Allyship and Inclusion at the Faculty of Medicine

What Does it Mean to Be an Ally?

In her highly recommended book, On Becoming an Ally: Breaking the Cycle of Oppression in People (Fernwood Publishing, Halifax, Nova Scotia, 2001, Second Edition), Anne Bishop defines an ally in this way:

An ally is someone who recognizes the unearned privilege they receive from society’s patterns of injustice and takes responsibility for changing these patterns.

Allyship Means Being Self-Reflective

Part of becoming an ally is recognizing our own experience of oppression, and how it can inform recognizing and addressing oppressions faced by other groups.  For example, a white woman can learn from her experience of sexism and apply it in becoming an ally to racialized people.

Allyship Means Standing Up for Others

Allies stand up for others, including their peers and colleagues, when they witness discrimination, harassment and/or offensive comments and/or conduct by others.  For example, allies include members of all faiths, religions and belief systems who work to challenge and put a stop to Islamophobia, anti-Semitism and other forms of religious oppression in our communities.

Allyship Helps to Create More Inclusive Organizations

Allyship in an organization helps to build safer, more respectful communities.  When those who are marginalized witness that they are supported by others who are willing to speak up alongside them, they know that the community is working together to be more inclusive and equitable.

What Are the Qualities of an Ally?

Below is a list of some of the qualities that allies possess:

  • Self-Reflective  
  • Empathetic
  • Willing to take risks
  • Willing to keep learning and stay informed
  • Ready to listen to others’ experiences
  • Open to new ideas and perspectives
  • Willing to make mistakes and keep trying to do the right thing
  • Able to identify and respond to oppression

How Can We Be Allies to One Another?

Allies acknowledge that there are injustices in society and that those who have been given more power and privilege based on their identities have a responsibility to respond to any form of oppression in our communities.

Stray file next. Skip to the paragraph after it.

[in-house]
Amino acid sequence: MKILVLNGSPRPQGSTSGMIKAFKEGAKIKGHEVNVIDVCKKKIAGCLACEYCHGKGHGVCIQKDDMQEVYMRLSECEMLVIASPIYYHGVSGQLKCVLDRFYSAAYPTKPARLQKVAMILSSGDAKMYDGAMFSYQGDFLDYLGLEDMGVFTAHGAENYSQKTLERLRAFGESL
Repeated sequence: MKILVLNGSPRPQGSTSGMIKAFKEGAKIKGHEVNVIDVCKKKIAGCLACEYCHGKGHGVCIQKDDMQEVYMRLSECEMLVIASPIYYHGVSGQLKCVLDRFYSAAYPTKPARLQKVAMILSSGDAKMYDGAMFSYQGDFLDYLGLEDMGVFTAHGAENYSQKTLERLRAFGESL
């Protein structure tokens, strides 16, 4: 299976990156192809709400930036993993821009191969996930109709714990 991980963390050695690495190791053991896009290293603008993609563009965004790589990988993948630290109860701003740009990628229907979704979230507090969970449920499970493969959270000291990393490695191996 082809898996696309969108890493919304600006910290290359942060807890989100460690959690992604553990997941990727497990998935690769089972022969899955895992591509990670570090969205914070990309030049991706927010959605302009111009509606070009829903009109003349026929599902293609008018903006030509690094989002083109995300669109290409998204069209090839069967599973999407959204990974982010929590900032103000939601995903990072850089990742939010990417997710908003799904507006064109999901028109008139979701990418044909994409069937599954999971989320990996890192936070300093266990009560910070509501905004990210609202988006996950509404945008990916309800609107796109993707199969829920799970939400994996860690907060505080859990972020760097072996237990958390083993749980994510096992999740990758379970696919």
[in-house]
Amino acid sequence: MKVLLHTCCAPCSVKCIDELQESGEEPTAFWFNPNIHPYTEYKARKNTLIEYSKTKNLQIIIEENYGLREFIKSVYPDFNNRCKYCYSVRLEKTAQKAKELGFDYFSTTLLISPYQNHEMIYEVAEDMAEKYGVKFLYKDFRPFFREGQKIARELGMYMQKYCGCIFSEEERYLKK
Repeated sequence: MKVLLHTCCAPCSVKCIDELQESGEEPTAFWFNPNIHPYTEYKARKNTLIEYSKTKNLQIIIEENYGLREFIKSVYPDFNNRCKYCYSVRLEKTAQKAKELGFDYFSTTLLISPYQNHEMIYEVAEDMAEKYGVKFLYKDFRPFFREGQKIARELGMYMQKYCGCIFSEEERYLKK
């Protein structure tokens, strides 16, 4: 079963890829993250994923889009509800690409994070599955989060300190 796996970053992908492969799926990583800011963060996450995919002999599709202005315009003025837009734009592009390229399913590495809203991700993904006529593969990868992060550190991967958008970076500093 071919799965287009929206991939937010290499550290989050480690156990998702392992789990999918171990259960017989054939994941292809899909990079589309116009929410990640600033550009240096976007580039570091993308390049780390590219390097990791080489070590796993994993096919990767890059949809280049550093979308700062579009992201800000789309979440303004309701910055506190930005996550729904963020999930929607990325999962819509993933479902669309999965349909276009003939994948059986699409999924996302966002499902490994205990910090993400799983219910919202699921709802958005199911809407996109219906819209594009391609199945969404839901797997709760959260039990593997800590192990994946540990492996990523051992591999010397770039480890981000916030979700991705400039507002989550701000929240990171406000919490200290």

Examples of how we can be an ally include the following:

  • Be aware of and vigilant of your own prejudices
  • Avoid making assumptions about a person’s behaviour and identity based on their appearance
  • Question stereotypes and negative assumptions made by others
  • Speak up when you hear demeaning jokes, offensive or stereotypical remarks, and/or discriminatory/harassing comments
  • Discourage the use of disrespectful or derogatory language used to describe individuals and groups
  • Challenge practices, policies and procedures that may create barriers for specific individuals and groups
  • Support colleagues, peers, friends and family who experience discrimination and/or harassment
  • Actively speak out against discrimination within your networks and circles
  • Join collective social justice movements in your communities that work towards creating systemic change to dismantle oppression

We encourage the Faculty of Medicine community to work together in solidarity to be allies to one another.

 

If you would like to access further information and/or resources on how to be an ally please contact the Faculty of Medicine’s Diversity Team:

Dr. Lisa Robinson, Chief Diversity Officer (lisa.robinson@sickkids.ca)

Anita Balakrishna, Diversity Strategist (anita.balakrishna@utoronto.ca)

 

NOTE:  The above material was modified from the following sources:

Dufferin Diversity Network – www.diversitydufferin.com

Mount Sinai Hospital’s Human Rights and Health Equity Office - http://www.mountsinai.on.ca/about_us/human-rights/ally

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